Open Eye: First Tuesday: Enlightenment, at the end of the tunnel

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You slave away for five years, sometimes more, and eventually collect that well-earned degree. Then what do you do? According to the Chancellor, you pick yourself up, shake yourself down, and start all over again.

Astonishingly, many students do not even opt for a higher degree: they decide to go for another Bachelor's, rather than for a Master's, an MRes or even a Doctorate. Nor do they do it just once - some graduates go round again and again (and, sometimes, again).

In an age where everything is quite clearly being dumbed down, in which children can't spell and can't multiply by ten without a calculator, this lust for learning is remarkable.

The Editor of the Guardian said in a speech recently that what was happening was not dumbing down: the term should be banned, he said, because in fact we were all "wising up". Well, wise up is not a new expression, but the idea of banning figures of speech you don't like, is. I mean: it's not as if we are talking political correctness here.

Standards have deteriorated, and not only in the posh papers (what used to be called the less-popular end of the market).

The other day the Editor of the Mirror was reported to have referred to "a new working operandi". There's nothing like hedging your bets by dropping half of a Latin expression in front of readers who are not up to O-level English. Trouble is, he dropped the wrong half, and finished up with "a new working of working". He obviously thought they wouldn't understand modus. But every viewer of cop shows knows about the modus operandi, familiarly referred to as "the m-o".

As for BBC English, how about: "Not a single one of the residents were concerned..."

Perhaps they take their lead from Alan Yentob, who described Jill Dando as "a great loss". Not her death, or the result of her death, please note, but Miss Dando herself.

While on the subject, a new newspaper, distributed free of charge on the London Underground, reported that detectives were "investigating photographs of Jill Dando emerging from her Fulham home... but Scotland Yard could not say if they had been taken before or after the murder."

Almost makes you want to ask for your money back. No doubt it's how the mind is affected when you start to investigate photographs.

Dumbing down? More than 50 per cent of Sun readers think it is a Labour paper. Thankfully, we don't know what the rest think.

And yet, and yet... There quite clearly is a popular appetite for education. In addition to the good old Learning Zone (one million viewers a night, six million - not all the same ones, apparently - every week), a whole new string of learning channels has been created: Discovery, History, Science, National Geographic among them.

People are ploughing enthusiastically through the Internet in search of information (there's more stored on-line than in all the libraries of the world, we're told) and installing on-disk encyclopaedias to learn ever more.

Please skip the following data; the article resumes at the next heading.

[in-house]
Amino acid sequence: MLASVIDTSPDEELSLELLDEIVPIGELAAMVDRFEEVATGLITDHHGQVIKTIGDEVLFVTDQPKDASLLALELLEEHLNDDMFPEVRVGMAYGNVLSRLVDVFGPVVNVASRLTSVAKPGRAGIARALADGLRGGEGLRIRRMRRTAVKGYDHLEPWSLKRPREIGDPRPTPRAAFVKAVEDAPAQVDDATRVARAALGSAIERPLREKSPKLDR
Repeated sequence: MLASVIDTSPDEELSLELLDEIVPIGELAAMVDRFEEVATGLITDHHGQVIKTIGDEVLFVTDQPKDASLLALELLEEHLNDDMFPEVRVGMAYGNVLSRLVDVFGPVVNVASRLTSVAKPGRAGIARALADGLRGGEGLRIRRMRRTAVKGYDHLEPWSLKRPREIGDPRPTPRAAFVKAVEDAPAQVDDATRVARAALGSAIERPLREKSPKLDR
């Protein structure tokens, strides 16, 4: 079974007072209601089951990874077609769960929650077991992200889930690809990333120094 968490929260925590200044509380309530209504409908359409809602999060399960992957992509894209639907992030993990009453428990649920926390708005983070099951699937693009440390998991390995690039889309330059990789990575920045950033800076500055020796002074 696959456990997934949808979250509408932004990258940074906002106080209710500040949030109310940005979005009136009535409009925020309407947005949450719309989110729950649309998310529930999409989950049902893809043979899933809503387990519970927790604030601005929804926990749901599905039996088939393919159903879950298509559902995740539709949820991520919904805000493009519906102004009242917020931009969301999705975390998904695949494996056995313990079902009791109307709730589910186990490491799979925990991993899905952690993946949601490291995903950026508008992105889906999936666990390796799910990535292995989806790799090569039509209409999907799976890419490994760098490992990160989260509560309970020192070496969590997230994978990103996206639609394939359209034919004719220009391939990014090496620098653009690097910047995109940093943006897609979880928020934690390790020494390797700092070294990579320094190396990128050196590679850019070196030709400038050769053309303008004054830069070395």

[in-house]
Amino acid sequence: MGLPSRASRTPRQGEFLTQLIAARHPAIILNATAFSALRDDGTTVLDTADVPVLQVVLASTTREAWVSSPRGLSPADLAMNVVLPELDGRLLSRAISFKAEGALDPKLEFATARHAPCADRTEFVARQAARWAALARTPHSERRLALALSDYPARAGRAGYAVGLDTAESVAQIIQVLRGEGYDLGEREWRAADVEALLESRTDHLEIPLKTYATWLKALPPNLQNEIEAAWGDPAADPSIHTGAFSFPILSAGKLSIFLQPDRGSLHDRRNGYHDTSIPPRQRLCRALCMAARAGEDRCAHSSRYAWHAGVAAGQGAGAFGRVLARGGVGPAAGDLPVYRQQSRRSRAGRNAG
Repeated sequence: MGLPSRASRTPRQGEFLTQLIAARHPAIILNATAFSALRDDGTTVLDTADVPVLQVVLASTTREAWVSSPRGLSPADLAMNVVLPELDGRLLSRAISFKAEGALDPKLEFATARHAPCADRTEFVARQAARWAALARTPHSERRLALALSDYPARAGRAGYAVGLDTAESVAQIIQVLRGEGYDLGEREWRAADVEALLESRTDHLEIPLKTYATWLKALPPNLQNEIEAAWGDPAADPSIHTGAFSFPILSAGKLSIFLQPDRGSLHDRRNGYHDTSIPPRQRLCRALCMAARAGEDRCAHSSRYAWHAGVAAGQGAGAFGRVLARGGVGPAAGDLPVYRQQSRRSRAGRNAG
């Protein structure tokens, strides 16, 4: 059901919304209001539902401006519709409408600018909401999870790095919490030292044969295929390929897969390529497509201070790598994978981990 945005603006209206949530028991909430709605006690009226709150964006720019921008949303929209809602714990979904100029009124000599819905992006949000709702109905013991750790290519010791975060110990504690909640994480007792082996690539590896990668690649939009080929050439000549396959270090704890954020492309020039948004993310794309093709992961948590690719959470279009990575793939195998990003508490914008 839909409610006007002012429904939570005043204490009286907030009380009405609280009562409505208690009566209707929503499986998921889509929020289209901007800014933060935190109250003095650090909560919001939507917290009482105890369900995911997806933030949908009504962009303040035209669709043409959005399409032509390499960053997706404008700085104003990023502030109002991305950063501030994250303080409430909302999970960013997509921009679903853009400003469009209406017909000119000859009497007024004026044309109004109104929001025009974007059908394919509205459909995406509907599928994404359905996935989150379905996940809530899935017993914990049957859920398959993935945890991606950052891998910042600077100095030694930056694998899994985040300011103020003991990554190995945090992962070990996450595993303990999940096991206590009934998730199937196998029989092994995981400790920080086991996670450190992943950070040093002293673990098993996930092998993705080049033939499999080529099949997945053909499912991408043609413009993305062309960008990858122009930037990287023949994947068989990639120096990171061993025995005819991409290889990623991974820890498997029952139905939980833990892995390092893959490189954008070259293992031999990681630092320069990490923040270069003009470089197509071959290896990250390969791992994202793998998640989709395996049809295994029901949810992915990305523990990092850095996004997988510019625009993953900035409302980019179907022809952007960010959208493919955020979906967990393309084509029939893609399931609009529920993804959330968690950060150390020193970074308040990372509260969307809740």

Bookshops are becoming vast emporia (sorry: megastores), encompassing anything to do with the printed word, and some of it with aural and visual options, too. The bigger ones now include a coffee shop, where you can browse before purchase: a very civilised - but possibly not very hygienic - innovation.

The quality of staff is no better than, say, the assistants at any high- street retail chain (I'll probably never forget being asked: Treasure Island? Do you know the name of the author? I apologise if you've heard it before) but at least people are buying books again. And the stores that, hopefully, will suffer will be the ones stocking only best-sellers.

Meanwhile, on-line bookstores like our website link with, are offering something around one and a half million titles, often at discount prices, and delivered to your home within a couple of days.

Fewer people (I know: the BBC would have said Less) are buying newspapers, but more are buying books. I don't know when, with all this learning output on TV, they find the time to read them.

Perhaps, like the OU student, they put aside a minimum period of fifteen hours, the equivalent of two working days, to do it, week after week.

But however do they then manage to fit in a trip to the local, as so many people do, in order to compete in the pub quiz?

Q: Who wrote The Dynamics of An Asteroid?

A: Professor Moriarty.

The reassuring news is that there is indeed an eagerness to acquire knowledge - almost, as it used to be, for its own sake.

A friend was complaining the other day about the performance of his Mazda car.

"That," I told him, cheerily, "is what comes of buying a car named after a light bulb."

"Or even," he suggested, "after a king of Ancient Persia."


"Mazda, the Enlightening One," he said. "Hence the light bulb." He even gave me the dates.

There might be hope, yet.